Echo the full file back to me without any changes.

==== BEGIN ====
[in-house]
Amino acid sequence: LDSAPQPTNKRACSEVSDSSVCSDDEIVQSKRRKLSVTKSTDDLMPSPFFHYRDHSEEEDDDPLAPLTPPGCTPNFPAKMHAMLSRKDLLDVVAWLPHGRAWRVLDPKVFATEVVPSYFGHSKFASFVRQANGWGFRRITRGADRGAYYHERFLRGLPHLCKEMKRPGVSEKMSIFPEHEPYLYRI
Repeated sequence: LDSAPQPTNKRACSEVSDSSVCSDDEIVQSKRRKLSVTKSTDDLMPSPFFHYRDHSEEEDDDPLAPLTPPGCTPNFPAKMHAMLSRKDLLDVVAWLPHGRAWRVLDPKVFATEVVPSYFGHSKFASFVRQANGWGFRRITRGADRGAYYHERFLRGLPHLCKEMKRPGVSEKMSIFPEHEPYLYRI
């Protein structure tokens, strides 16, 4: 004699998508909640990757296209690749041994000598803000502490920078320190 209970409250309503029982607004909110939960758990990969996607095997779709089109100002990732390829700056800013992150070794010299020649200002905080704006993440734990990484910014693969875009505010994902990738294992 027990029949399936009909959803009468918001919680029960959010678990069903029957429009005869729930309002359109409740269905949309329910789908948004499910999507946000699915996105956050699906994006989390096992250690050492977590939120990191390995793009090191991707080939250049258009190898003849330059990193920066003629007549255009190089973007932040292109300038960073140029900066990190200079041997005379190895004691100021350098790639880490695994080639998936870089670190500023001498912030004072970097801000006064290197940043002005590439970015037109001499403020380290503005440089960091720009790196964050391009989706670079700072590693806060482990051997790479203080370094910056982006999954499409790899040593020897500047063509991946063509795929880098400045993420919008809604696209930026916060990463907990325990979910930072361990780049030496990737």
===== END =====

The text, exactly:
[in-house]
Amino acid sequence: LDSAPQPTNKRACSEVSDSSVCSDDEIVQSKRRKLSVTKSTDDLMPSPFFHYRDHSEEEDDDPLAPLTPPGCTPNFPAKMHAMLSRKDLLDVVAWLPHGRAWRVLDPKVFATEVVPSYFGHSKFASFVRQANGWGFRRITRGADRGAYYHERFLRGLPHLCKEMKRPGVSEKMSIFPEHEPYLYRI
Repeated sequence: LDSAPQPTNKRACSEVSDSSVCSDDEIVQSKRRKLSVTKSTDDLMPSPFFHYRDHSEEEDDDPLAPLTPPGCTPNFPAKMHAMLSRKDLLDVVAWLPHGRAWRVLDPKVFATEVVPSYFGHSKFASFVRQANGWGFRRITRGADRGAYYHERFLRGLPHLCKEMKRPGVSEKMSIFPEHEPYLYRI
């Protein structure tokens, strides 16, 4: 004699998508909640990757296209690749041994000598803000502490920078320190 209970409250309503029982607004909110939960758990990969996607095997779709089109100002990732390829700056800013992150070794010299020649200002905080704006993440734990990484910014693969875009505010994902990738294992 027990029949399936009909959803009468918001919680029960959010678990069903029957429009005869729930309002359109409740269905949309329910789908948004499910999507946000699915996105956050699906994006989390096992250690050492977590939120990191390995793009090191991707080939250049258009190898003849330059990193920066003629007549255009190089973007932040292109300038960073140029900066990190200079041997005379190895004691100021350098790639880490695994080639998936870089670190500023001498912030004072970097801000006064290197940043002005590439970015037109001499403020380290503005440089960091720009790196964050391009989706670079700072590693806060482990051997790479203080370094910056982006999954499409790899040593020897500047063509991946063509795929880098400045993420919008809604696209930026916060990463907990325990979910930072361990780049030496990737």